Graff offers three reasons to reverse the Board's finding that a new dealership will serve the public interest:  that there was a “more viable alternative” for the new dealership (namely, Graff itself), that Croom is not qualified to be a dealer, and that the parties involved in the dealer selection process were “improperly motivated.”   These three issues have no practical bearing on a substantial evidence review of a section 4.06(c) protest proceeding.   Even though there may exist a more viable alternative for the new point, that does not preclude a finding that there was substantial evidence to support the Board's approval of Performance, given that the evidence may preponderate against the Board's decision and still amount to substantial evidence.   See Hamon, 997 S.W.2d at 306.   Croom's qualifications to be a new motor vehicle dealer fall under section 4.02(a) and are subject to examination in the initial licensing application, and absent fraud or malfeasance, may not be raised in a protest proceeding.6  See id.   Finally, the Board found no evidence that any of the parties involved in the dealer selection process were not properly motivated. Graff intimated that GM's reasons for choosing Croom for the new dealership were not based on normal business considerations, but Graff provided no evidence to support that assertion during the protest hearing.   The ALJ determined that the evidence showed no wrongdoing on the part of Croom or his financial backers and that selecting Croom as dealer-operator for the new point is not contrary to the public interest.   In conducting a substantial evidence review, this Court may not substitute its judgment for those findings of the Board that have substantial support in the evidence.   See Tex. State Bd. of Dental Exam'rs v. Sizemore, 759 S.W.2d 114, 116 (Tex.1988).

We conclude that the Board properly considered the public interest factor in determining good cause under section 4.06(c).   Accordingly, we overrule Graff's second, third, fourth, fifth, and sixth points of error.

Remand Issue

Section 2001.175(c) of the Texas Government Code states that the court may remand a case to the state agency if the court is satisfied that the additional evidence presented is material and that there were good reasons for the failure to present it in the proceeding before the ALJ. Tex. Gov't Code Ann. § 2001.175(c) (West 2000).   Graff conceded during oral argument that if we do not adopt its proposed definition of public interest, there is no reason to remand this case for further consideration by the Board.   Because of our holding, we overrule the request for a remand.

Motion to Strike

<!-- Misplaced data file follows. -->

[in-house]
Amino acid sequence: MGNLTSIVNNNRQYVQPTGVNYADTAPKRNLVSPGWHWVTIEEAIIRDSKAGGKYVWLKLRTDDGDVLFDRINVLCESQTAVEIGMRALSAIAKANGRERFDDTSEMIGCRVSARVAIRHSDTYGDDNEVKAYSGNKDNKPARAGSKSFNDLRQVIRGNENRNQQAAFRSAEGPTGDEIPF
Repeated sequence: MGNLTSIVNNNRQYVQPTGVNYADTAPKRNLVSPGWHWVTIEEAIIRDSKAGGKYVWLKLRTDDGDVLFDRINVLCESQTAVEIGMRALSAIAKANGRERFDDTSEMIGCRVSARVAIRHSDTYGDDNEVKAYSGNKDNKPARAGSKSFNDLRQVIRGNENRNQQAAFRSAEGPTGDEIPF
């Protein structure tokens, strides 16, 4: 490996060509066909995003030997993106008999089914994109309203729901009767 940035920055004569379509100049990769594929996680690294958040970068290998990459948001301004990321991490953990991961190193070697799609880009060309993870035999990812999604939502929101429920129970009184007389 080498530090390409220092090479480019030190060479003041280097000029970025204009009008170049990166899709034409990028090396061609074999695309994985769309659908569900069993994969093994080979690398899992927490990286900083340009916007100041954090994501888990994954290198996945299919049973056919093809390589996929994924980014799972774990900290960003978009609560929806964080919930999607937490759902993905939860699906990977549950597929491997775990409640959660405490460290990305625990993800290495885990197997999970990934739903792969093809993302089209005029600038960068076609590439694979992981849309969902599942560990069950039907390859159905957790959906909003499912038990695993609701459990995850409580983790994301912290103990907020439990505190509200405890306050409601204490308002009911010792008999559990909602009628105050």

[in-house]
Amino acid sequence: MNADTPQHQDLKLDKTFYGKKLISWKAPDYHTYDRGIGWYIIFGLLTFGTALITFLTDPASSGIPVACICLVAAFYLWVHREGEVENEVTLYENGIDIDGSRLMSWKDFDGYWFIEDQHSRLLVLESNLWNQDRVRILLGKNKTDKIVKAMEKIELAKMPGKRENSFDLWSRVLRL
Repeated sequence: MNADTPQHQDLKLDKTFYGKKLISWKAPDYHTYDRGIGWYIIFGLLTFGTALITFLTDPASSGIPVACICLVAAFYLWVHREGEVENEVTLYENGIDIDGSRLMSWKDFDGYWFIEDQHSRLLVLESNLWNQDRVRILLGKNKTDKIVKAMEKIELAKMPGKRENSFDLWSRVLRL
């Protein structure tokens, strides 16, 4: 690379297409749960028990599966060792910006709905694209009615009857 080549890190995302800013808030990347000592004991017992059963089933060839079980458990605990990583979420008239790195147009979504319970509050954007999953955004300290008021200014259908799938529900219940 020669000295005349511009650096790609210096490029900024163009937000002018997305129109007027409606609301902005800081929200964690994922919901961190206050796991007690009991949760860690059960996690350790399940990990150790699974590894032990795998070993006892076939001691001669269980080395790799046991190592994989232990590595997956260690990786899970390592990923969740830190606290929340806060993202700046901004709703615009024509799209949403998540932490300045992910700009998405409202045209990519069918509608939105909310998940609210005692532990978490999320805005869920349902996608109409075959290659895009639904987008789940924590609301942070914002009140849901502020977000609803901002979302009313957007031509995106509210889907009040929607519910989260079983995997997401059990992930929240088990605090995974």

We overrule the Board's motion to strike the six proposals for decision that Graff included in its brief, but note that consideration of those proposals is irrelevant to the outcome of this case in light of Hamon.


Our holding in Hamon precludes Graff's attempts to raise the economic fitness of Croom in this protest proceeding.   Nor does the definition of public interest, one element of good cause, put into issue the economic viability of the challenged dealer.   We overrule Graff's due process issue and find that substantial evidence supports the Board's determination of good cause to establish a new dealership at this point.   We therefore affirm the district court's judgment and the order of the Board.


1.   AGSSA is an acronym for “Area of Geographic Sales and Service Advantage.”   Selected census tracts immediately surrounding each dealership make up each AGSSA, the area in which the dealer has a competitive advantage over other neighboring dealers.   The new dealership point is located in AGSSA 1, and Graff is located in AGSSA 110.

2.   MDA is an acronym for “Multiple Dealer Area,” which is an area of responsibility assigned by a manufacturer to two or more of its dealers on a shared basis.   Two or more AGSSAs make up an MDA.

3.   Segmentation is a process in which the chosen standard is adjusted to account for differences in product preferences from market to market.

4.   “Lost opportunity” is used in this context to refer to lost sales resulting from “insell.”   Insell in this case is the sale of Chevrolet vehicles to residents of AGSSA 1 from dealers located outside the Fort Worth and Dallas MDAs.

5.   Section 4.02(a) sets out the criteria the Board “considers necessary to determine an applicant's qualifications to adequately serve the motoring public,” including “the applicant's financial resources, business integrity, business ability and experience, franchise agreement if applicable, physical facilities, vehicle inventory, and other factors.”   Act of May 16, 1995, 74th Leg., R.S., ch. 357, § 9, 1995 Tex. Gen. Laws 2887, 2891 (Tex.Rev.Civ.Stat.Ann. art. 4413(36), § 4.02(a), since amended).

6.   Additionally, Graff asserts that there was not substantial evidence to support the Board's finding that Performance's license application was in the public interest because, Graff argues, Croom is not financially qualified to be a dealer and lacks the requisite dealer experience.   These assertions, if true, do not negate the many facts the Board found that characterize Croom as a potentially successful dealer and do not merit a finding that the Board's decision did not stem from a reasonable basis.